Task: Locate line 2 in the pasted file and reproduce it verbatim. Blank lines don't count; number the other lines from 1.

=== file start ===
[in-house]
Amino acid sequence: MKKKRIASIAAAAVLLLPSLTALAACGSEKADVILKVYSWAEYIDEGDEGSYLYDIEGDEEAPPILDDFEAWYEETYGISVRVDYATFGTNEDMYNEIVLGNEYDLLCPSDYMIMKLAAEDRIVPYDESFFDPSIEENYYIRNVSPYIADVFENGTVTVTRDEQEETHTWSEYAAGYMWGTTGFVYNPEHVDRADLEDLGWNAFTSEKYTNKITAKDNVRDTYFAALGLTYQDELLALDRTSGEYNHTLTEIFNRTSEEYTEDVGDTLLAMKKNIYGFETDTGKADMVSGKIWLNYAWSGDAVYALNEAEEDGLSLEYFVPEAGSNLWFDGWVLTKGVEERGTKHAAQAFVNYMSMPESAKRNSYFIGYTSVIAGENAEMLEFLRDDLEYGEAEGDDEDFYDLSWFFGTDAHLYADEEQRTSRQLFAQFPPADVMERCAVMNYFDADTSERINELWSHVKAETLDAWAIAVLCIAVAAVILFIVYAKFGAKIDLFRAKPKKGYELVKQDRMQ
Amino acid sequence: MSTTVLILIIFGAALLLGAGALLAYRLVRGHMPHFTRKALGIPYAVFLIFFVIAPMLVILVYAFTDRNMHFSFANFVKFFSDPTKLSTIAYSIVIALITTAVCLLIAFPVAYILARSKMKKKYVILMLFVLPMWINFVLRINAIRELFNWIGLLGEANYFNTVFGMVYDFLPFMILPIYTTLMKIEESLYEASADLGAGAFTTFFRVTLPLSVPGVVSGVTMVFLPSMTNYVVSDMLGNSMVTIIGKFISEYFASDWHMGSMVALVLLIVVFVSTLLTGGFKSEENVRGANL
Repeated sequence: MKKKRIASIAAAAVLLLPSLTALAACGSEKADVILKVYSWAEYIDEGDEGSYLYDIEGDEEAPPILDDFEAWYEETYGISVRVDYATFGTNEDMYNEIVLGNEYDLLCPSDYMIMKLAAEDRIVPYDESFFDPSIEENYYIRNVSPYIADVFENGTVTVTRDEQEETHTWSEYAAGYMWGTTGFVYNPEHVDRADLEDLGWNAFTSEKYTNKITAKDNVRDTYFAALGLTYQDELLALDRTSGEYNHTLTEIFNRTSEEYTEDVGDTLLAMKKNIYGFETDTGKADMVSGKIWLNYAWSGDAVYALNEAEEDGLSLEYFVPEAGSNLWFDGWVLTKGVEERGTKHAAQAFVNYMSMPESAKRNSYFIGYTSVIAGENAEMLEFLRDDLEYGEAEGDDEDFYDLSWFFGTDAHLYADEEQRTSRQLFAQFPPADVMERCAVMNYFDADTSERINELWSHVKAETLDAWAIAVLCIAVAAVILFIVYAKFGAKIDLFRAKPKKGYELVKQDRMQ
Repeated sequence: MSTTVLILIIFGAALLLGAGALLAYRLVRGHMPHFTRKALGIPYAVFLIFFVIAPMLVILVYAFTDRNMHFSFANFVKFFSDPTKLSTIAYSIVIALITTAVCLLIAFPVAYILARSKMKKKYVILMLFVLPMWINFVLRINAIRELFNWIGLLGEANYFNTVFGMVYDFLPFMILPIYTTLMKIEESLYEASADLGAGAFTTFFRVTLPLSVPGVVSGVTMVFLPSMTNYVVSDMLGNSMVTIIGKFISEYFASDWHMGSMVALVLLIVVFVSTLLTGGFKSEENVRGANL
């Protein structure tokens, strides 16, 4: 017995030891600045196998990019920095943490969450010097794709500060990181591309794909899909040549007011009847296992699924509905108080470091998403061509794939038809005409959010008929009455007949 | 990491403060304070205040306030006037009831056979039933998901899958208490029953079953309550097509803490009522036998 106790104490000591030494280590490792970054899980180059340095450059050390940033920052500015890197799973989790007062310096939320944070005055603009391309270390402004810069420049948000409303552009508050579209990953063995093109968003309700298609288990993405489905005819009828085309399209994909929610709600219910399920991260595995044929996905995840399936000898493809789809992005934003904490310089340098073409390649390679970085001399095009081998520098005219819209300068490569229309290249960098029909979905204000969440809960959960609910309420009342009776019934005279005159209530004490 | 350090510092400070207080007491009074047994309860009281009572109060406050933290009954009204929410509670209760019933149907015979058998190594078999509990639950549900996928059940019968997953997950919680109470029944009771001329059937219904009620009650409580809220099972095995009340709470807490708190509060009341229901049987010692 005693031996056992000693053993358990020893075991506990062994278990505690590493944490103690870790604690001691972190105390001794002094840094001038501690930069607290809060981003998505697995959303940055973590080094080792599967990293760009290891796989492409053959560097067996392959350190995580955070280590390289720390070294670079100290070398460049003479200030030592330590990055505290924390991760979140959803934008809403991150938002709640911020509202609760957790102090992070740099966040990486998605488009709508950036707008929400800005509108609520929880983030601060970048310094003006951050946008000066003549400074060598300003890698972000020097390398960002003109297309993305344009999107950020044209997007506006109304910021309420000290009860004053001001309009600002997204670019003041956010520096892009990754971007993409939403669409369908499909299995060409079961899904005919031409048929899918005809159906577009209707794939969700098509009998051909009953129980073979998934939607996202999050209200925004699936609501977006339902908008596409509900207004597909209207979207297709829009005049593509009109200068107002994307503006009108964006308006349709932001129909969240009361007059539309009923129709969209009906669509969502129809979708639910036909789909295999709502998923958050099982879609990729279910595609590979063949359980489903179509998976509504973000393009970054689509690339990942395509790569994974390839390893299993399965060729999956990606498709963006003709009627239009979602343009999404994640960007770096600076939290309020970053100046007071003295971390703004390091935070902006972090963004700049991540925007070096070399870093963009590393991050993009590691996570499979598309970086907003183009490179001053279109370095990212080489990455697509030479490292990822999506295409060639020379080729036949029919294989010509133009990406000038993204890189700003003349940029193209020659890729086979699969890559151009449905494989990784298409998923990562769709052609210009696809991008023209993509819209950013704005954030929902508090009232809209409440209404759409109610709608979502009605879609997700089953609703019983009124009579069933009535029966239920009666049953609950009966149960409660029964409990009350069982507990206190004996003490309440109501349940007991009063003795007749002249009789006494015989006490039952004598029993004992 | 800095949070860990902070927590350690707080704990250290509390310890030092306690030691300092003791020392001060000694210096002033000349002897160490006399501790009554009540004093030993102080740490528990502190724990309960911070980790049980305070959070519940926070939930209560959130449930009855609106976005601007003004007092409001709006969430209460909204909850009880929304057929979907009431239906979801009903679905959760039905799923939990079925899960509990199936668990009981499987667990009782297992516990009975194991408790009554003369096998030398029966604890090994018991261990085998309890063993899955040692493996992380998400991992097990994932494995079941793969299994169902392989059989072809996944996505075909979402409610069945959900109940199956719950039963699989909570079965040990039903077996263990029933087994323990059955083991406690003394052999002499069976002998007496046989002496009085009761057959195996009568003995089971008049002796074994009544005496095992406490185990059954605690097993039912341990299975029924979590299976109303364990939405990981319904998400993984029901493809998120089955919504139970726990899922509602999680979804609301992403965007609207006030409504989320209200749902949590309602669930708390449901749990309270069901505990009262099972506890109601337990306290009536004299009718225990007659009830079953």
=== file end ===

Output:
Amino acid sequence: MKKKRIASIAAAAVLLLPSLTALAACGSEKADVILKVYSWAEYIDEGDEGSYLYDIEGDEEAPPILDDFEAWYEETYGISVRVDYATFGTNEDMYNEIVLGNEYDLLCPSDYMIMKLAAEDRIVPYDESFFDPSIEENYYIRNVSPYIADVFENGTVTVTRDEQEETHTWSEYAAGYMWGTTGFVYNPEHVDRADLEDLGWNAFTSEKYTNKITAKDNVRDTYFAALGLTYQDELLALDRTSGEYNHTLTEIFNRTSEEYTEDVGDTLLAMKKNIYGFETDTGKADMVSGKIWLNYAWSGDAVYALNEAEEDGLSLEYFVPEAGSNLWFDGWVLTKGVEERGTKHAAQAFVNYMSMPESAKRNSYFIGYTSVIAGENAEMLEFLRDDLEYGEAEGDDEDFYDLSWFFGTDAHLYADEEQRTSRQLFAQFPPADVMERCAVMNYFDADTSERINELWSHVKAETLDAWAIAVLCIAVAAVILFIVYAKFGAKIDLFRAKPKKGYELVKQDRMQ